5. Phil. 2:5-11 and the “Form of God”/Form of a Servant” Pattern

Phil. 2:5-11 gives us explicit language with which to deal with not only passages that seemingly subordinate the Son, but also with how to adjudicate what Father/Son means by ruling out the ERAS option. This passage begins by noting that Jesus, prior to his incarnation, was “in the form of God.” This is not saying the Son was some sort of demigod, or lesser than God, but that he was in his essence, his form, truly God. Prior to his economic work of salvation as most fully seen in his incarnation, the Son is to be spoken of as in the “form of God.” But when he becomes incarnate, he takes on the “form of a servant.” Notice here that the point at which the Son becomes a servant – becomes submissive -to the Father, is at the incarnation.

Now, we have to of course deal with the eternal decree and, perhaps, the pactum salutis, but if we think of these as conditional, and not necessary, actions in God’s life – in other words, God didn’t have to save us and so his choice to do so is not fundamental to his eternal nature – then it is clear that the submission of the Son belongs to God’s life in the economy of salvation, his action of redemption, and not prior to it. There is no submission of the Son prior to his work of redemption. Therefore when we see texts that talk of Christ’s (or, in 1 Cor. 15:28’s unique case, the Son’s) submission (e.g. 1 Cor. 11:3), Paul in Phil. 2:5-11 gives us the exegetical key. These passages are not, according to the “form of God”/”form of a servant” pattern in Phil. 2:5-11, speaking of the Son’s eternal life with the Father but of his submission to the Father in the economy of salvation.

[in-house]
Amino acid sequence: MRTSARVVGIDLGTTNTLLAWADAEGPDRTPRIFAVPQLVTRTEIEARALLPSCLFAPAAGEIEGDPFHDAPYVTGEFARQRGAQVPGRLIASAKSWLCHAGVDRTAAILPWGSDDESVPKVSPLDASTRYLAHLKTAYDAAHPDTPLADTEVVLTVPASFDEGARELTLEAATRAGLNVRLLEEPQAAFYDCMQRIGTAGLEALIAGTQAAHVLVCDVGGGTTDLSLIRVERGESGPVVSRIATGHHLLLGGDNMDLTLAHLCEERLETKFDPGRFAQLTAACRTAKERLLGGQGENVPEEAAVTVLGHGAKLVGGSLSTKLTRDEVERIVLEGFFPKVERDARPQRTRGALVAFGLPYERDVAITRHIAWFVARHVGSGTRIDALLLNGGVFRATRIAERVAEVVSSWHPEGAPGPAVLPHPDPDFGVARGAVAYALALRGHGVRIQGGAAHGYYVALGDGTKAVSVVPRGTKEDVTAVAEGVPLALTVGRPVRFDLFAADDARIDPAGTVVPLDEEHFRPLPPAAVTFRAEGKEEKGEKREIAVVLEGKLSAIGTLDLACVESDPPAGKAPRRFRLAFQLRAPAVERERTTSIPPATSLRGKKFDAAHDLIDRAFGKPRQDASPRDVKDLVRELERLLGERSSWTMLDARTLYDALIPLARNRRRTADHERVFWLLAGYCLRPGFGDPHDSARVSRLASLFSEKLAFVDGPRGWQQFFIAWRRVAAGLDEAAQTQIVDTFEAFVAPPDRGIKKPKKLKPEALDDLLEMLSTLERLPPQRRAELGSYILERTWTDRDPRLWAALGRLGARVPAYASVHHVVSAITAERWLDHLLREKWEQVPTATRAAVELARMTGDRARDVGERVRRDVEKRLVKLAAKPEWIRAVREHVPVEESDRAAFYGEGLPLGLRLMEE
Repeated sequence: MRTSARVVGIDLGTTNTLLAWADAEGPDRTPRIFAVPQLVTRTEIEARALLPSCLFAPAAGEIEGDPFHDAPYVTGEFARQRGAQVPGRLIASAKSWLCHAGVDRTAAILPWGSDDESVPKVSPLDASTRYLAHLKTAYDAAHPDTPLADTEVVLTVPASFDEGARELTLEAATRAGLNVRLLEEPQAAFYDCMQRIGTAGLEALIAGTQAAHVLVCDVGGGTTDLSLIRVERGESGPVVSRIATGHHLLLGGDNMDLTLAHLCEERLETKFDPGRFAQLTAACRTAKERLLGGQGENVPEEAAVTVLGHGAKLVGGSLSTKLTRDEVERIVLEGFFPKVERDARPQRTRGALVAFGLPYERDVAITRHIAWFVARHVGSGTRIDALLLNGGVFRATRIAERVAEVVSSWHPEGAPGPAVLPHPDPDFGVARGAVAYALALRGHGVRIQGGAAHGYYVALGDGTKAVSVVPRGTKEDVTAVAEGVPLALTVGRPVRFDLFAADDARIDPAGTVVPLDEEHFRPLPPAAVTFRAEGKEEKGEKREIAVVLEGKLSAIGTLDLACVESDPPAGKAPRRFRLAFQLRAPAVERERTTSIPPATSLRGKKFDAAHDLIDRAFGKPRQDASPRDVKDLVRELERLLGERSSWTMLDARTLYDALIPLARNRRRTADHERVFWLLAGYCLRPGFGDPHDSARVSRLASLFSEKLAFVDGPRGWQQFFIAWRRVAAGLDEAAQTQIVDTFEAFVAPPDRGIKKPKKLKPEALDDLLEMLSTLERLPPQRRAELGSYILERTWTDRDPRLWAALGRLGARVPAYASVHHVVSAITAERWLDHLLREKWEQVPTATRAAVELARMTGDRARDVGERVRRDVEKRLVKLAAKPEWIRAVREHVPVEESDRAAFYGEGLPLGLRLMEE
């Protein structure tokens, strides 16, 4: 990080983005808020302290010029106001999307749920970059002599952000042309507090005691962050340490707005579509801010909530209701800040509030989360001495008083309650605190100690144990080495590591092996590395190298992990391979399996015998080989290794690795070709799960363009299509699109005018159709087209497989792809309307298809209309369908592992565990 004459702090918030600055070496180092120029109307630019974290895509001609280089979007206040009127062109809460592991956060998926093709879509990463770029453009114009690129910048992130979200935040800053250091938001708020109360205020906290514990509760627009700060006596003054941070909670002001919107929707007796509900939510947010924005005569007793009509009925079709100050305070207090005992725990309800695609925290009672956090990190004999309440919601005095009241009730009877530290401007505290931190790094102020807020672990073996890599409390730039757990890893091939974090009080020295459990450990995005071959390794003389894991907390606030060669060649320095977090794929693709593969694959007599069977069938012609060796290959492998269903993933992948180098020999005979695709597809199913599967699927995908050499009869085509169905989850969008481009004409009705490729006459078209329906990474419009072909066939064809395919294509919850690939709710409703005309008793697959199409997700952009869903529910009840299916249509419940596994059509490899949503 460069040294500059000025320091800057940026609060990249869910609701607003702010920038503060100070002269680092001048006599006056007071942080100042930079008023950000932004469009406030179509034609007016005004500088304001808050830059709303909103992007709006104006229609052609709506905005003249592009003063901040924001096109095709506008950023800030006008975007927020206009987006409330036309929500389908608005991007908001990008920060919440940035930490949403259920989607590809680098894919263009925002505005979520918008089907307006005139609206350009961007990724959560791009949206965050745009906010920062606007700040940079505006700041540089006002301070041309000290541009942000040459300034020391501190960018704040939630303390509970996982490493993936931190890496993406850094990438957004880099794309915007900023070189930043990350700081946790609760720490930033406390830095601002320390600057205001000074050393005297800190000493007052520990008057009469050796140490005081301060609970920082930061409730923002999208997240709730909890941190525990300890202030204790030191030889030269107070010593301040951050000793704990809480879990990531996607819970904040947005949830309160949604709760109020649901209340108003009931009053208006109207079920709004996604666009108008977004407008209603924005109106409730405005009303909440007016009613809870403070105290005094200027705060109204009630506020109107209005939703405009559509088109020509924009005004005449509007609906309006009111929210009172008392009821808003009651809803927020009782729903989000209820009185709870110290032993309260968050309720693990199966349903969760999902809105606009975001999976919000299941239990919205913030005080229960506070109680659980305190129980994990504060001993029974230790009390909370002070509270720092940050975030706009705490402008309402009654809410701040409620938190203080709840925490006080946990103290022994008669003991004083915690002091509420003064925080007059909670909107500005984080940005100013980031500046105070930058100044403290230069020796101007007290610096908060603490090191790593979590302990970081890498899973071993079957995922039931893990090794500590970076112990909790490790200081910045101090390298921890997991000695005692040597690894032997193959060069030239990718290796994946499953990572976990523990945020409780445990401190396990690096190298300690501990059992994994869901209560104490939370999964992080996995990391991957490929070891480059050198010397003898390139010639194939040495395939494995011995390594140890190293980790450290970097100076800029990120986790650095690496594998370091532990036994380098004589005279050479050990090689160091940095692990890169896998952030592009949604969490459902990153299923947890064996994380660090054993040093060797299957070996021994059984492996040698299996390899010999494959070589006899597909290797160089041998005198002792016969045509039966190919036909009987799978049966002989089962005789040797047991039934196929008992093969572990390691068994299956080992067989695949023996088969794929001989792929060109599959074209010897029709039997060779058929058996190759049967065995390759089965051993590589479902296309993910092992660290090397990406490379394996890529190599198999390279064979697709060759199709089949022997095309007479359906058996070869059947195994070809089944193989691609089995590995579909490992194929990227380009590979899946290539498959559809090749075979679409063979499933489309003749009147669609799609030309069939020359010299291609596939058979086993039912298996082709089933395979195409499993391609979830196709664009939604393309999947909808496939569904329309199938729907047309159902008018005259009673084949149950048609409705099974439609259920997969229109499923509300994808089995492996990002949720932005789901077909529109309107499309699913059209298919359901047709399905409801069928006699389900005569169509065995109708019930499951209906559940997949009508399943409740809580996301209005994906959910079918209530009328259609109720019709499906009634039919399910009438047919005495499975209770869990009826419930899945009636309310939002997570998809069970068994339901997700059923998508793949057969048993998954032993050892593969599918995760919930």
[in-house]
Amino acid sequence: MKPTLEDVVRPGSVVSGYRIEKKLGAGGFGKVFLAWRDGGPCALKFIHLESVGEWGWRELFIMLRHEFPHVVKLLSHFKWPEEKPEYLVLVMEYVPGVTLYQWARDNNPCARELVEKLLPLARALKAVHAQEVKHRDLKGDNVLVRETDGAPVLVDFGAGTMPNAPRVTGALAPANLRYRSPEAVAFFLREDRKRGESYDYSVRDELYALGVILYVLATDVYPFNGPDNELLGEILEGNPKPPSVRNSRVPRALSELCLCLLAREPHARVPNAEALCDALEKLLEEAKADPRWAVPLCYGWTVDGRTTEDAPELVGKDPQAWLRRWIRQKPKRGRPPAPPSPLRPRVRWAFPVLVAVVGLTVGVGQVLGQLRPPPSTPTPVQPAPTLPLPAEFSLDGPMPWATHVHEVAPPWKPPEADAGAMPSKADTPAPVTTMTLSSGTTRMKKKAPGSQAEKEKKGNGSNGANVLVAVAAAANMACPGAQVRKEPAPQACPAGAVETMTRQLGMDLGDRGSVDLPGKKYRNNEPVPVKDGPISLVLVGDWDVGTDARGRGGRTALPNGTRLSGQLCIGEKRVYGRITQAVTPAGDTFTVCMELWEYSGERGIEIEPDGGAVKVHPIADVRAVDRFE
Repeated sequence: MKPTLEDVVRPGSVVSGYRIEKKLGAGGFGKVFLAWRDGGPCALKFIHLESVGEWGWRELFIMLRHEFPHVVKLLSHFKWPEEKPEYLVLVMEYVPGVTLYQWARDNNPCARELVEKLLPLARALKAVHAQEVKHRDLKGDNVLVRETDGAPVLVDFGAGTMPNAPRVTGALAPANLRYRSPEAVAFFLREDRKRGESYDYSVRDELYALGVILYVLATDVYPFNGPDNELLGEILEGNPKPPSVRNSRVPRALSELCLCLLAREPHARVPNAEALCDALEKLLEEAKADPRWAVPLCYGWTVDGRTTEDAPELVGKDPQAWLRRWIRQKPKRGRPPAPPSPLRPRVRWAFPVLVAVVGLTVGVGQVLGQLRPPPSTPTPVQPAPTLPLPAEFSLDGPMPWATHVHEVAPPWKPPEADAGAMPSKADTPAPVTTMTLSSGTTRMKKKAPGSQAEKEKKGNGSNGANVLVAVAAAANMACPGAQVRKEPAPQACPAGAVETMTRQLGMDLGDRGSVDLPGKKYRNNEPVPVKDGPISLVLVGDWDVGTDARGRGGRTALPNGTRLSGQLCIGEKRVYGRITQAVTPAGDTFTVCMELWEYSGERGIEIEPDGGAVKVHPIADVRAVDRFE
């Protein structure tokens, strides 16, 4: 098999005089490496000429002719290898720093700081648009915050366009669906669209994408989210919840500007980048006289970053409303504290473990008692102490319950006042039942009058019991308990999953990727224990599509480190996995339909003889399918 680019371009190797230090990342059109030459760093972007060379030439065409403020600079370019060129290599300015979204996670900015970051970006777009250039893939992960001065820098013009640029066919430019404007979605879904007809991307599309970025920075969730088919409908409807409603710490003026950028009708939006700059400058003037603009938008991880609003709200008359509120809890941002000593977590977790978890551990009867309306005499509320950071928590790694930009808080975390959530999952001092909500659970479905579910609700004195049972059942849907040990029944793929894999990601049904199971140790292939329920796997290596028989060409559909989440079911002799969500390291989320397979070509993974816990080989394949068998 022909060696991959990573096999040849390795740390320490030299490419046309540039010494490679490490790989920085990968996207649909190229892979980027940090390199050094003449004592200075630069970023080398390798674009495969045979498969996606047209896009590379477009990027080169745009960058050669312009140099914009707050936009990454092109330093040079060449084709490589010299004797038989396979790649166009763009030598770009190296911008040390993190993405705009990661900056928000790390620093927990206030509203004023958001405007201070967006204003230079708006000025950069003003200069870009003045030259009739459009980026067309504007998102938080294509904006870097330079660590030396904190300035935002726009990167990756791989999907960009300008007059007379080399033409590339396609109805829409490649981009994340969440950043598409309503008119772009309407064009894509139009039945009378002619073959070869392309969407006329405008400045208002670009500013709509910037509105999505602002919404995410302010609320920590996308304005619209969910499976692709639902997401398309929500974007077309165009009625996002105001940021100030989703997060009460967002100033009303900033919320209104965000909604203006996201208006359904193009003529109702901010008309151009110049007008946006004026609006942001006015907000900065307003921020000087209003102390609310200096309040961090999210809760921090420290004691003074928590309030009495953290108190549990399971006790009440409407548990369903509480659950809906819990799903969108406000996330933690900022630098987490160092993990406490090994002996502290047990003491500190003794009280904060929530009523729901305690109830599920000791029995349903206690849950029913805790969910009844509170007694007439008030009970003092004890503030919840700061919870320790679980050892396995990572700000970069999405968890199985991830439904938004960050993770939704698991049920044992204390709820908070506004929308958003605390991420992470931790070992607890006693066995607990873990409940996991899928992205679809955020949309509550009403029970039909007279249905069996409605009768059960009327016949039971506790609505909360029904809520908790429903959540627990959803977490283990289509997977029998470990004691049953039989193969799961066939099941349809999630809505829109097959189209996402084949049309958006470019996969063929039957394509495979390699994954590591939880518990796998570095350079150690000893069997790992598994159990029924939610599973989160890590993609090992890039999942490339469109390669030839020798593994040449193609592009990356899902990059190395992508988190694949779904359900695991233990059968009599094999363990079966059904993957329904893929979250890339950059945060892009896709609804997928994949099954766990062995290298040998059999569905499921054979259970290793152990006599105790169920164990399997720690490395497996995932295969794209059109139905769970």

There are of course more issues that need to be discussed here. I’m not trying to cover them all; Luke and I have attempted some of that in the many posts we’ve written over the last three weeks. But that’s about as succinct a summary I can give for the biblical case for eternal generation (and against ERAS).

Historical Theology and Biblical Evidence in the Trinity Debate

I don’t intend for this post to be long, just want to make a quick point about the relationship between historical theology and biblical evidence when we talk about the differing views of the Trinity.

I’ve seen some comments on social media and blogs that go something like this: “While I can appreciate historical points of view, what I really care about is what the Bible says.” In this scenario, historical theology is placed second to our own biblical exegesis. As a Protestant evangelical, I certainly understand and agree with the sola scriptura emphasis that lies behind these kinds of comments, but I think this is a false dichotomy.

It is a false dichotomy not because historical theology or historic interpretation is equal to Scripture – it’s not! – but because the hermeneutical warrants given by the 4th century pro-Nicenes for not only homoousion but also for eternal generation and eternal procession are absolutely crucial for our confession that YHWH is one God in three persons. In other words, you cannot get to Nicene Trinitarianism as expressed in the Nicene-Constantinopolitan Creed and further clarified at Chalcedon without the biblical interpretations given by the 4th and 5th century pro-Nicnene theologians. And, again, you cannot get to Trinitarianism per se, i.e. the confession of homoousion, of one God in three persons, without eternal generation and procession, and you cannot get to those lynchpins of Nicene Trinitarianism without the historical interpretive warrants given by Athanasius, Hilary, the Cappadocians, Augustine, Cyril of Alexandria, etc.